When the Times of Israel graciously approved my blog last January, I thought to myself, “this will be easy; let’s make a difference.” In fact, after years of political/historical, and religious research and after endless debates with friends, classmates, colleagues, media/Facebook/Twitter commentators etc, I thought that compiling my observations, beliefs, and scholarly analyses would prove a fluid process.
It could not have been farther from the truth.
Despite my years of political and historical dredging, I still cannot help but feel like a small fish in a very large pool filled with the likes of Edwin Black, Noam Chomsky, Alan Dershowitz, Robert S. Wistrich (RIP), Jeffrey Herf, Tom Segev, even Norman Finkelstein, (in his stance against BDS), and a myriad of other highly qualified academics, journalists, and commentators who have both influenced and challenged my own paths of thought and reasoning.
Hence, almost one year later, I am finally sitting at my keyboard here in Spain with thoughts circling my mind that feel far more urgent than one year ago (should they considering 2017’s list of insanity).
As I ponder our world in the aftermath of events such as the gruesome Paris murder of 85 year old Holocaust survivor, Mireille Knoll, the Toronto van attack by Alek Minassian, alarming numbers of religious hate crimes in the UK, the heart-wrenching Pittsburgh synagogue shooting, the 80th anniversary of Kristallnacht (in the midst of political polarization, BDS coerciveness, rising nationalism and spiking anti-semitism), and now, yet another explosive exchange between Israel and Gaza, in the chaos of it all, with so many differing views on these gripping issues, I still cannot help but question how my words can contribute towards truth, clarity, or a more indepth understanding of the world in which these, and many other related events are occurring.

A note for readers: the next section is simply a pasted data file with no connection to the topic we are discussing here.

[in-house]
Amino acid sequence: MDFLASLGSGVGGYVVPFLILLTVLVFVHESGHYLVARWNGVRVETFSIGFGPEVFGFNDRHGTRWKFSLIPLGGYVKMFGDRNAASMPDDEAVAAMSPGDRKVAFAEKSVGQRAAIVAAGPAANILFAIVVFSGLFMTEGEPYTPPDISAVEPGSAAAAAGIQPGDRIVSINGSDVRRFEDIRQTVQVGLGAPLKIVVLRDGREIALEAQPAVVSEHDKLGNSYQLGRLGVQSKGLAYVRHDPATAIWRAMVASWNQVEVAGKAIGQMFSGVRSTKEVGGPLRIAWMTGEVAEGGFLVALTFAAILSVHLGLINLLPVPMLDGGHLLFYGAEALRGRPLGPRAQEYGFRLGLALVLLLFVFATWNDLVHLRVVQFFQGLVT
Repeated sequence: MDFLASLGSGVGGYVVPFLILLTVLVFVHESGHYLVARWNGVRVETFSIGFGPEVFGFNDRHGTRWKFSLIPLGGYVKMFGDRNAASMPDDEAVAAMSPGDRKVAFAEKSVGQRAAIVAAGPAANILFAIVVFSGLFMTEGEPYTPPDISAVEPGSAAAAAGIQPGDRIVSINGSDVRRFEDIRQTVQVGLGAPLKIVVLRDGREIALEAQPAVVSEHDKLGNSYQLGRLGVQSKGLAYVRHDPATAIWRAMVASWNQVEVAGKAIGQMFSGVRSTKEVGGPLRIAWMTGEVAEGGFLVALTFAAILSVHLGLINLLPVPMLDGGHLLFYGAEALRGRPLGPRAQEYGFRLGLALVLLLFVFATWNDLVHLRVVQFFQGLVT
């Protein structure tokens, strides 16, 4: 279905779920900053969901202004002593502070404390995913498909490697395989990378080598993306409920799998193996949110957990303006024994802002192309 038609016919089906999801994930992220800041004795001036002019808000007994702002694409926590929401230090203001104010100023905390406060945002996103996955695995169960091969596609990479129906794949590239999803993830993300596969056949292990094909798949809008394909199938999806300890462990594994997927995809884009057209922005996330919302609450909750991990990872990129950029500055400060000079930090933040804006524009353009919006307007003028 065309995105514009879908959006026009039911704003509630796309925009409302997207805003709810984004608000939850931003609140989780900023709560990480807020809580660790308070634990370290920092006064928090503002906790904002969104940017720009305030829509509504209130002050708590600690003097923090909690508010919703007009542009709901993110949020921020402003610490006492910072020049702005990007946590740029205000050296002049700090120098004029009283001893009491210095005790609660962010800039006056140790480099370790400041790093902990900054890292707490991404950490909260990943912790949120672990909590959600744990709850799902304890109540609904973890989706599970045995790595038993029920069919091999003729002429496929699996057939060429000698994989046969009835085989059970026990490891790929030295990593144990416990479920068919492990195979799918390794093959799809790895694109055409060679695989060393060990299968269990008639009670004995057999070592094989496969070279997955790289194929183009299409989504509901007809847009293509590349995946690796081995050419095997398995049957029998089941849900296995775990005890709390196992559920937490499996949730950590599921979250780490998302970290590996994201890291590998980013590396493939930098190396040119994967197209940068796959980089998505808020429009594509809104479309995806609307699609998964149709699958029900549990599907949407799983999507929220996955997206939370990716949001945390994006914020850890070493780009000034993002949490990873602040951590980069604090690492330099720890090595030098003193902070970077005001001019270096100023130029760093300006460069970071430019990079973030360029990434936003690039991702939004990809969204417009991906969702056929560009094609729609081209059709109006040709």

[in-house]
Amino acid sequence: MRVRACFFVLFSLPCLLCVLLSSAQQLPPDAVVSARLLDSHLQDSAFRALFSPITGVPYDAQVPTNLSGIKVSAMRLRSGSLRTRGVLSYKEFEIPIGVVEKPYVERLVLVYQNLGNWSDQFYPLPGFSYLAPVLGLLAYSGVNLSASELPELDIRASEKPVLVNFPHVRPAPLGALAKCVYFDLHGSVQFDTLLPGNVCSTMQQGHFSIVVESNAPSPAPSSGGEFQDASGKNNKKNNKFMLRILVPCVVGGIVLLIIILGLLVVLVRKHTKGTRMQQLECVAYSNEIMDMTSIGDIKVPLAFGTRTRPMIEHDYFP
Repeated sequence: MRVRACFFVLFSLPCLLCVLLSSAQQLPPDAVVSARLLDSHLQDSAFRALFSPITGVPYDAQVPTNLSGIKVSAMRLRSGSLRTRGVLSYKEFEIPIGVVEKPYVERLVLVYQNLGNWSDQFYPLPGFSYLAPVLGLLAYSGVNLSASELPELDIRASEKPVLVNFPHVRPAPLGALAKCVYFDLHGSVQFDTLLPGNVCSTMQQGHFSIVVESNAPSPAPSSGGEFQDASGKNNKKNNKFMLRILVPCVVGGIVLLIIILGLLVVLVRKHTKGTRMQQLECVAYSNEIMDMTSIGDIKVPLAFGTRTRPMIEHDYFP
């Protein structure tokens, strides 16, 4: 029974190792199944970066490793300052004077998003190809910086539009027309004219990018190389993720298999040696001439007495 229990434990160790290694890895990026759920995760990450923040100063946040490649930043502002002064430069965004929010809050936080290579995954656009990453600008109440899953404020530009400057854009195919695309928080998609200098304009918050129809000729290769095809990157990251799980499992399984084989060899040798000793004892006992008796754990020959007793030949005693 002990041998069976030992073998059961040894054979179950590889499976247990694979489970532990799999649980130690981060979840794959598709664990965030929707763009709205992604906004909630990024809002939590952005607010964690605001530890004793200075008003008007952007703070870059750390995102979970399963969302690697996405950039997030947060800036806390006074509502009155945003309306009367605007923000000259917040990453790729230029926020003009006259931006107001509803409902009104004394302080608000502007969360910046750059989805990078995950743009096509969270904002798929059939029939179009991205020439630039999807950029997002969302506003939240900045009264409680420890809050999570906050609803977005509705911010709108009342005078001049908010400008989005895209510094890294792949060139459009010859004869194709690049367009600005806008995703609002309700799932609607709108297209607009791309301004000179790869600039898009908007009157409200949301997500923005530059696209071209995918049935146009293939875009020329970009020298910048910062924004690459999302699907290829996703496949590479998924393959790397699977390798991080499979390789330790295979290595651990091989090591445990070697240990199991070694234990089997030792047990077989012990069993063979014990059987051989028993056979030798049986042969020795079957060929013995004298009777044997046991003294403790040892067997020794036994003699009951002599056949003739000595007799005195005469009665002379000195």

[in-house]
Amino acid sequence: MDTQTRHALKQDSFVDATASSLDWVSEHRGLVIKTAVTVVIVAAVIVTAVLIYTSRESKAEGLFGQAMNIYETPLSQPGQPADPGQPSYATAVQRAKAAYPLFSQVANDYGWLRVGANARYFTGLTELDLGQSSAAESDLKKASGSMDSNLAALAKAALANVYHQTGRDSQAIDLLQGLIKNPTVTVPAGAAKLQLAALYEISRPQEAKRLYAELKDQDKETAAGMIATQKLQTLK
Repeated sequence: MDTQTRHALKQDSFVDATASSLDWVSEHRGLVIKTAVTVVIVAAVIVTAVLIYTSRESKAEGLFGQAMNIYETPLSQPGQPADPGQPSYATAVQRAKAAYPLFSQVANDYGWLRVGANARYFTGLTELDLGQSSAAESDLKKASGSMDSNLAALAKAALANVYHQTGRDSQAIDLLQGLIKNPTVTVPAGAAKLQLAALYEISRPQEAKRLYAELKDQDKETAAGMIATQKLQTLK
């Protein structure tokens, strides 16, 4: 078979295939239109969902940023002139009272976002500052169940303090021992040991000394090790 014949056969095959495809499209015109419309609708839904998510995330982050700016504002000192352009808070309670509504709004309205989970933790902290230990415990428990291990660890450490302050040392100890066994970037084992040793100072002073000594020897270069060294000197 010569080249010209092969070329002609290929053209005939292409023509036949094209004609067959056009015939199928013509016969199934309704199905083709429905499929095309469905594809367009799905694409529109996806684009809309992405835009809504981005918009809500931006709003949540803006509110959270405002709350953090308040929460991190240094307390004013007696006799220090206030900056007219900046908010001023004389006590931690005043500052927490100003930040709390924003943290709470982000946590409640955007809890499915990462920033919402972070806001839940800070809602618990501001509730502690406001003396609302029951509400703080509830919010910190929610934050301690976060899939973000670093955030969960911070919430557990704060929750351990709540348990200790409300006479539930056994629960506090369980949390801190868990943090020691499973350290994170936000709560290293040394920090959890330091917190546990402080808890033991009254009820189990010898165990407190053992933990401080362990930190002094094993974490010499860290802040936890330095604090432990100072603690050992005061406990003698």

It is with this honest expression of uncertainty that I will wade through these dark waters in search of light while seeking to illuminate for “if you are neutral in situations of injustice, you have chosen the side of the oppressor. If an elephant has its foot on the tail of a mouse and you say that you are neutral, the mouse will not appreciate your neutrality.” — Desmond Tutu